“See you sooner.”
Just four days before being mortally wounded by enemy fire while working in the 312th Evacuation Hospital in Chu Lai, Republic of Vietnam, 1LT Sharon Ann Lane signed a letter to her parents in her characteristically upbeat manner, “See you sooner.”
Writing to them about the heat, the GIs in her care, and the movie she missed the night before, Lane assured her parents that things were “still very quiet around here…haven’t gotten mortared in a couple of weeks now.” Ironically, within days of writing her parents, she was killed in a rocket attack upon the hospital where she was stationed.
Sharon Ann Lane was born 7 July 1943 in Zanesville, Ohio. Two years later the Lane family moved to Canton, where Sharon spent the remainder of her childhood. She graduated from Canton South High School in June 1961 and decided to pursue her dream of becoming a nurse by attending the Aultman Hospital School of Nursing. She graduated on 25 April 1965 and worked at a local hospital for two years before trying her hand in the business world. She made it through three quarters at the Canton Business College before deciding to join the U.S. Army Nurse Corps Reserve on 18 April 1968.
Training for 2LT Lane began on 5 May 1968 at Fort Sam Houston, Texas. She graduated on 14 June 1968, and just three days later reported for duty at the Army’s Fitzsimons General Hospital in Denver, Colorado. Her first assignment was with three tuberculosis wards, but after receiving a promotion to first lieutenant, she was placed in the Cardiac Division’s Intensive Care Unit and Recovery Room. She worked in the ICU until 24 April 1969, when she reported to Travis Air Force Base, California, with orders sending her to Vietnam.
1LT Lane arrived at the 312th Evacuation Hospital at Chu Lai on 29 April. She was originally assigned to the Intensive Care Unit, but a few days later was reassigned to the Vietnamese Ward.
Nursing the Vietnamese in Ward 4 was often physically and emotionally challenging, yet Lane repeatedly declined transfers to another ward. She worked five days a week, twelve hours a day in Ward 4, and spent her off-duty time taking care of the most critically injured American soldiers in the Surgical ICU. She thrived despite the demanding schedule, and was adored and respected by co-workers and patients alike.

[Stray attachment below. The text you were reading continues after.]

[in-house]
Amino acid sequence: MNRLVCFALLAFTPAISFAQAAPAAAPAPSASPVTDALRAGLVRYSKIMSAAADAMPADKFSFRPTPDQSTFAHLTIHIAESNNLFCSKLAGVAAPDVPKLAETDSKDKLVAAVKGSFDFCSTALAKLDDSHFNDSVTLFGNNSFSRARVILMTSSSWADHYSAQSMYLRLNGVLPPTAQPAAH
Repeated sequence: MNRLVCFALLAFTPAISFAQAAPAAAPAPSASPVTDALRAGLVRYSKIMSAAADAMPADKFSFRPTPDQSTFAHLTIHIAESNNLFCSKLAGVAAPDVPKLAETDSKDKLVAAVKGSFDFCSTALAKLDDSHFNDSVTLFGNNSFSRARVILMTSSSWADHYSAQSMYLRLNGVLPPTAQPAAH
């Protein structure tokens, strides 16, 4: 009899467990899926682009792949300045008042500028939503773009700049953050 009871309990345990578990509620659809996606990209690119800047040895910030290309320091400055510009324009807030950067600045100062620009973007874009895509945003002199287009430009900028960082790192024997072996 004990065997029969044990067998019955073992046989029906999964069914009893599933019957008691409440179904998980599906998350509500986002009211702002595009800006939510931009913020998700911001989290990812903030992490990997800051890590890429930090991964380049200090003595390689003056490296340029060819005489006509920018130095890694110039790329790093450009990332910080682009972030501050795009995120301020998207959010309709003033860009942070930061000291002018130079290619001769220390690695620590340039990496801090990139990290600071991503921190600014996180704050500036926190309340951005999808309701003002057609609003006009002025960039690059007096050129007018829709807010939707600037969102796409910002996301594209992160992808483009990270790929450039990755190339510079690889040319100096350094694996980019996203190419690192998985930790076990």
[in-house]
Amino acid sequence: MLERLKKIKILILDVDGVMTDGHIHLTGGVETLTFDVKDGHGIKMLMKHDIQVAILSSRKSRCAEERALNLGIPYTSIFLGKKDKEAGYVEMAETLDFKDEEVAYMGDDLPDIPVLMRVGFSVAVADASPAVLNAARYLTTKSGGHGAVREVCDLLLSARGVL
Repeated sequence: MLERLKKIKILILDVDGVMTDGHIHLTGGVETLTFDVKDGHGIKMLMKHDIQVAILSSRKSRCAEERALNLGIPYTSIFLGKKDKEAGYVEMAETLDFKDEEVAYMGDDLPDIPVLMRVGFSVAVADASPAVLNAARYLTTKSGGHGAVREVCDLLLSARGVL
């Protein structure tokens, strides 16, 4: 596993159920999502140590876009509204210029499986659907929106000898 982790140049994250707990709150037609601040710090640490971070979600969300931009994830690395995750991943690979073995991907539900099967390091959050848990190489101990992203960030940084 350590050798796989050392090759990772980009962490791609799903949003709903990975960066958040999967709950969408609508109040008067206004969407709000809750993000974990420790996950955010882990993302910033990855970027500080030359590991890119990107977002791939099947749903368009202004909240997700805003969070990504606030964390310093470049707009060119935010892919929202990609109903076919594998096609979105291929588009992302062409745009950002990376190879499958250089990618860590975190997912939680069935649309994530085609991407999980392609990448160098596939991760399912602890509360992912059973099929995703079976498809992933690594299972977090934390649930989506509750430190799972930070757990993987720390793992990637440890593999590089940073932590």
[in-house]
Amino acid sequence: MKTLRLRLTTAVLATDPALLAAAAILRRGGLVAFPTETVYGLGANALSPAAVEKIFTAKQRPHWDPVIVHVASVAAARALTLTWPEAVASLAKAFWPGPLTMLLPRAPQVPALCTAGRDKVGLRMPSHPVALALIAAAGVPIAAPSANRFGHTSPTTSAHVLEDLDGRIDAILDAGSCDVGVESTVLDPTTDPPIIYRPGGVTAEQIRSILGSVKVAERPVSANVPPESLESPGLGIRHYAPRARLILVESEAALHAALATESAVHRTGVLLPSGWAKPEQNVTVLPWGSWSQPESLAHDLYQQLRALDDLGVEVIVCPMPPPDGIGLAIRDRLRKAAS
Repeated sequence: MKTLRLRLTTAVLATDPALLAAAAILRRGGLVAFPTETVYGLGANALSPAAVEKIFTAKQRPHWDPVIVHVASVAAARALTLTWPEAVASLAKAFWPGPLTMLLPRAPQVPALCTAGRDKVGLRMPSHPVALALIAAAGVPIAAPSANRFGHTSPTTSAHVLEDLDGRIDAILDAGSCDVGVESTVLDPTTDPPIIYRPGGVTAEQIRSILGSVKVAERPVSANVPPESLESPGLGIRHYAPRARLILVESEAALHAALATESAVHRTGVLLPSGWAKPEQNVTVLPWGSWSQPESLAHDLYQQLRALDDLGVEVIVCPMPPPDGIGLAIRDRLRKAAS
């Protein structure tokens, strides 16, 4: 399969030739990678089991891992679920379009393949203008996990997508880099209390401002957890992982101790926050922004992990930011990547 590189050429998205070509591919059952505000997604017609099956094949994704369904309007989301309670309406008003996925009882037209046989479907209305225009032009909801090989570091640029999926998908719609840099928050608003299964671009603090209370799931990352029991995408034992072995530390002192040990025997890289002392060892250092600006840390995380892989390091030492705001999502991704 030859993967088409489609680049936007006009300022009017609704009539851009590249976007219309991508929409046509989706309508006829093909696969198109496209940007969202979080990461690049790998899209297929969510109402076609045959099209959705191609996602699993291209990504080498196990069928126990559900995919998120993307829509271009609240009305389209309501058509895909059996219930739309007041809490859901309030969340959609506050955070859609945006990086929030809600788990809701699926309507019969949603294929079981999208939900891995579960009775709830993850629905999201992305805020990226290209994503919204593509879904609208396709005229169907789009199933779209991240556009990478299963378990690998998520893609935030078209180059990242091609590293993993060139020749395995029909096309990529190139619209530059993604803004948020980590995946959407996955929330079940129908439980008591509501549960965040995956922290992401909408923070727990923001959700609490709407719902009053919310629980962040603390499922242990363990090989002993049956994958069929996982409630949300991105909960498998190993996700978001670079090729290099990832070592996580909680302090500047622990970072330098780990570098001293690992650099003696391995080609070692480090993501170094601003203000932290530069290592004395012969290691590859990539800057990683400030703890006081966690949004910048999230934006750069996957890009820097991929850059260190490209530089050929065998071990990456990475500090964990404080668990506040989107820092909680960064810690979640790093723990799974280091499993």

On the morning of 8 June 1969, the 312th Evacuation Hospital was struck by a salvo of 122mm rockets fired by the Viet Cong. One rocket struck between Wards 4A and 4B, killing two people and wounding another twenty-seven. Among the dead was 1LT Lane, who died instantly of fragmentation wounds to the chest. She was one month shy of her twenty-sixth birthday.
Though one of eight American military nurses who died while serving in Vietnam, Sharon Lane was the only American nurse killed as a direct result of hostile fire. A memorial service was held in Chu Lai 10 June 1969 and a Catholic mass followed the next day. Lane was buried with full military honors at Sunset Hills Burial Park in her hometown of Canton, Ohio.
For her service in Vietnam, 1LT Sharon Ann Lane was awarded the Purple Heart, the Bronze Star with “V” device, the National Defense Service Medal, the Vietnam Service Medal, the National Order of Vietnam Medal, and the Vietnamese Gallantry Cross (with Palm).
In the years that followed her death, various individuals and organizations honored Lane in a variety of ways. On 11 November 1969, the Fitzsimons Hospital named its recovery room the Lane Recovery Suite and put a plaque and a picture on display. In that same year, the Daughters of the American Revolution named her Outstanding Nurse of the Year, and posthumously awarded her the Anita Newcomb McGee medal in 1970. In 1973 a statue of Lane was dedicated in front of Aultman Hospital, and in 1986, the Hospital opened the Sharon Lane Woman’s Center in its front lobby. The Canton Chapter of the Vietnam Veterans of America officially changed its name to the Sharon Lane Chapter #199, and roads in Denver, Colorado, and at Fort Belvoir, Virginia, have been named in her honor. Despite the fact that over thirty years have passed since her death, 1LT Sharon Ann Lane remains an important symbol representing the sacrifices and service of the thousands of American women who served in the Vietnam War.